Is there any rule that says a priest or deacon must only give homilies that he has written? I ask this because of how many lackluster homilies I hear and think of the effect it has on the congregation. Let’s face it: not everyone can be a stellar orator. And in a society with a “between commercials” attention span and a need for stimulation, a banal homily is just another reason to stay home on Sunday. After all, most people I’ve talked to who don’t go to Mass anymore say it is because the Mass is boring. And the two reasons most often heard for why Mass is boring are (1) the music and (2) the homily because it doesn’t “speak” to me.

What a tragedy that the most sublime event, the most important action in all of history, the re-presentation of the Last Supper and Sacrifice of Calvary, could be made boring. (I acknowledge that this is a subjective judgement on the part of the individual Catholic and not a general judgement on priests and deacons.)

And let’s not pretend this is only a Novus Ordo thing. It was just as possible for the congregation to be disconnected and bored with the Tridentine Low Mass’s long silences and the priest speaking inaudibly at the altar. It’s not specific to one or the other, in other words. The situation is only exacerbated by our society being a TV culture, where all activities must entertain or be deemed worthless.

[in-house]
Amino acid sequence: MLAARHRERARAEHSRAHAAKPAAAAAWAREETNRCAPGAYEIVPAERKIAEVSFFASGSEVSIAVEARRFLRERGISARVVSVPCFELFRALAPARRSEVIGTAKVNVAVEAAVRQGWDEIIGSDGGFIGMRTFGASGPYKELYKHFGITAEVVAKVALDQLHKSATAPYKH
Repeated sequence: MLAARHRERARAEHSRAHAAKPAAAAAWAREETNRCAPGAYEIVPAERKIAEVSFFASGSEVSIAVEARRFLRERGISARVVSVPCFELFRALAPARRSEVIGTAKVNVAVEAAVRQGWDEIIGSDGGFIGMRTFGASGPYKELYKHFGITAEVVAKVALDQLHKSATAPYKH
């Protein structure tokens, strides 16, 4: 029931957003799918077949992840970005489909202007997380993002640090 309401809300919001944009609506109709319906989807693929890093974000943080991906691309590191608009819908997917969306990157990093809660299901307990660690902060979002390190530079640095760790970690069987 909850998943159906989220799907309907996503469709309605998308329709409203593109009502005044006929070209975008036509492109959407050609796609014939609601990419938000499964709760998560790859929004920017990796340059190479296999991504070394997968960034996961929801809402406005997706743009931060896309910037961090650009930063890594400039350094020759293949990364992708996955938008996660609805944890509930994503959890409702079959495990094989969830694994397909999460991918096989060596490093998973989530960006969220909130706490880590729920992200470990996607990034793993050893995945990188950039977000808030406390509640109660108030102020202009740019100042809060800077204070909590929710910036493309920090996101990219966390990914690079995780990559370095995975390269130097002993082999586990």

So what can be done about homilies? Like I said, not everyone can be a great orator, yet we expect all priests and deacons to either be one naturally or to be trained as such. This is unrealistic. Even for those whose homilies are usually very good, there can be an off week. Maybe they’re intellectually exhausted at the moment or they’ve been kept running so much this week that they have to thrown a Sunday homily together at the last minute. And what about all those other Masses: weekday Masses and funerals and weddings?

“Canned” homilies

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Written by
Domenico Bettinelli